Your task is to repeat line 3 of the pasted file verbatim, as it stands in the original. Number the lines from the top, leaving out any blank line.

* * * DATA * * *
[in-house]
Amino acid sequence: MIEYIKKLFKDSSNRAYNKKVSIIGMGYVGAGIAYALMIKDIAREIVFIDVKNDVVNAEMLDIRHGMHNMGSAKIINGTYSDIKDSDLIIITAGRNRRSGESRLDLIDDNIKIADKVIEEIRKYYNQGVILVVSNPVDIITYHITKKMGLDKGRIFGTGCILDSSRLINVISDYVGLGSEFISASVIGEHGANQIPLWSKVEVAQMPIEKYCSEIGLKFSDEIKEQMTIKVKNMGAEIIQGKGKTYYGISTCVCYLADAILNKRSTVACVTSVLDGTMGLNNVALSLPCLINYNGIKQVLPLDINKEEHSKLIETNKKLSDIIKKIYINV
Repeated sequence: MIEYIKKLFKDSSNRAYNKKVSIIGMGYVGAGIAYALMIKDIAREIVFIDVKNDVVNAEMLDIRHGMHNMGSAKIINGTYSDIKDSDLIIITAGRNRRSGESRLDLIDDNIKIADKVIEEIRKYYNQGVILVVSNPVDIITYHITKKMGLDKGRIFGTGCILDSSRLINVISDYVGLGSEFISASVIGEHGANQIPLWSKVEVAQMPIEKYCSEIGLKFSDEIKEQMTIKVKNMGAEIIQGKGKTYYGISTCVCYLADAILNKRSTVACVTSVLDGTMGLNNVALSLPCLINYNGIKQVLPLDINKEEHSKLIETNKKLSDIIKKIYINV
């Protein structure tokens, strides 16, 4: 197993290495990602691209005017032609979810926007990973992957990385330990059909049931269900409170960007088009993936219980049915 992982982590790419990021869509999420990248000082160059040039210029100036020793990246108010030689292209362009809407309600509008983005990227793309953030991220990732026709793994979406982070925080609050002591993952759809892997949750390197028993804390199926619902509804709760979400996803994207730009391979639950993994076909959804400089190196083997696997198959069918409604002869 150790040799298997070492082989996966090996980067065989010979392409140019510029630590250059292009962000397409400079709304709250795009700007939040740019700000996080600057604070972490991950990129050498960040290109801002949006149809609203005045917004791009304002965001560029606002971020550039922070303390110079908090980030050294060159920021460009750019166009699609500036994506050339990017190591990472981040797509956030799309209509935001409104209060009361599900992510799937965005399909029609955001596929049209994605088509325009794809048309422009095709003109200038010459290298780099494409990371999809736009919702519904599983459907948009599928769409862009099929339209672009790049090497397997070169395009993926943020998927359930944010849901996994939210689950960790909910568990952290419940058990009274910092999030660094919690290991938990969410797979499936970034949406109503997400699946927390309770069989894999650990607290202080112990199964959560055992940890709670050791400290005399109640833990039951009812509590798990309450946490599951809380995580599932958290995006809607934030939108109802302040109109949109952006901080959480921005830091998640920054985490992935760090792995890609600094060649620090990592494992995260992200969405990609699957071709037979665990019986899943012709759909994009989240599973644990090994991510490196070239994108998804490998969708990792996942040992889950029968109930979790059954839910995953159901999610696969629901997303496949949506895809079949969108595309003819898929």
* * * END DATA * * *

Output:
Repeated sequence: MIEYIKKLFKDSSNRAYNKKVSIIGMGYVGAGIAYALMIKDIAREIVFIDVKNDVVNAEMLDIRHGMHNMGSAKIINGTYSDIKDSDLIIITAGRNRRSGESRLDLIDDNIKIADKVIEEIRKYYNQGVILVVSNPVDIITYHITKKMGLDKGRIFGTGCILDSSRLINVISDYVGLGSEFISASVIGEHGANQIPLWSKVEVAQMPIEKYCSEIGLKFSDEIKEQMTIKVKNMGAEIIQGKGKTYYGISTCVCYLADAILNKRSTVACVTSVLDGTMGLNNVALSLPCLINYNGIKQVLPLDINKEEHSKLIETNKKLSDIIKKIYINV